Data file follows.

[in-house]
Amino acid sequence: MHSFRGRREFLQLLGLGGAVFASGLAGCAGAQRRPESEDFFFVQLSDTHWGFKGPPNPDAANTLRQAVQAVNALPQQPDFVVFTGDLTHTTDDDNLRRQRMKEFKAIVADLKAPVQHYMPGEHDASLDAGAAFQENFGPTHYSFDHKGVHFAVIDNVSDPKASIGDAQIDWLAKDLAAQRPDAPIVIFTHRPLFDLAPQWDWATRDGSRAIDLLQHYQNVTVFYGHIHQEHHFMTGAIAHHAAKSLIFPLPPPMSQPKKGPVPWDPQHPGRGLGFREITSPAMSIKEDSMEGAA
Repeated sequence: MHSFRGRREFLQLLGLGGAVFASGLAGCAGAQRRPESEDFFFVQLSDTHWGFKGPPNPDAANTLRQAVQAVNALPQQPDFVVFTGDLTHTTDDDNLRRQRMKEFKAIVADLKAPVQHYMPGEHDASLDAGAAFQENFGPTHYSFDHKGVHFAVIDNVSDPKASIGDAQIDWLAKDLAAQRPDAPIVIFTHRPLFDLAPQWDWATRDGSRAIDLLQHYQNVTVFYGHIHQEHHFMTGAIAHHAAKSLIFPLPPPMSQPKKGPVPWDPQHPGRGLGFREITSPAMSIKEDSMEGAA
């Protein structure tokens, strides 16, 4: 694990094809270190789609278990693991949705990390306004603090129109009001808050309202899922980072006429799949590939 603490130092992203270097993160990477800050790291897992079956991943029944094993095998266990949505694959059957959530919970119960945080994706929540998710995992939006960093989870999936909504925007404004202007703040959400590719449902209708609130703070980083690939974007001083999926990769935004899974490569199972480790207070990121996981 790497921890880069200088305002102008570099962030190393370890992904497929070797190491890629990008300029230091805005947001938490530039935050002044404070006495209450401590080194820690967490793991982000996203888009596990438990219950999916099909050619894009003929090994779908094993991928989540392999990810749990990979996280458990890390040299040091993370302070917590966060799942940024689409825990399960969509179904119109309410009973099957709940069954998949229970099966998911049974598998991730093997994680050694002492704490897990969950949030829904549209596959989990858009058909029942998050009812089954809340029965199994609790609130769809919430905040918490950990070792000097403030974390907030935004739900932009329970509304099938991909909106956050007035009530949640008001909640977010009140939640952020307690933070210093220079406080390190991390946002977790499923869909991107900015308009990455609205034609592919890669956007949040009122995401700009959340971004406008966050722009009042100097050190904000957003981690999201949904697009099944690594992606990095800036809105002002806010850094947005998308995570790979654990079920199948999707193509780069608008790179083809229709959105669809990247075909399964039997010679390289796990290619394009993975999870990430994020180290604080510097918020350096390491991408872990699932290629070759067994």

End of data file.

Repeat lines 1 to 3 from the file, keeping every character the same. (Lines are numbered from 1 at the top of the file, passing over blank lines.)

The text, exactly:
[in-house]
Amino acid sequence: MHSFRGRREFLQLLGLGGAVFASGLAGCAGAQRRPESEDFFFVQLSDTHWGFKGPPNPDAANTLRQAVQAVNALPQQPDFVVFTGDLTHTTDDDNLRRQRMKEFKAIVADLKAPVQHYMPGEHDASLDAGAAFQENFGPTHYSFDHKGVHFAVIDNVSDPKASIGDAQIDWLAKDLAAQRPDAPIVIFTHRPLFDLAPQWDWATRDGSRAIDLLQHYQNVTVFYGHIHQEHHFMTGAIAHHAAKSLIFPLPPPMSQPKKGPVPWDPQHPGRGLGFREITSPAMSIKEDSMEGAA
Repeated sequence: MHSFRGRREFLQLLGLGGAVFASGLAGCAGAQRRPESEDFFFVQLSDTHWGFKGPPNPDAANTLRQAVQAVNALPQQPDFVVFTGDLTHTTDDDNLRRQRMKEFKAIVADLKAPVQHYMPGEHDASLDAGAAFQENFGPTHYSFDHKGVHFAVIDNVSDPKASIGDAQIDWLAKDLAAQRPDAPIVIFTHRPLFDLAPQWDWATRDGSRAIDLLQHYQNVTVFYGHIHQEHHFMTGAIAHHAAKSLIFPLPPPMSQPKKGPVPWDPQHPGRGLGFREITSPAMSIKEDSMEGAA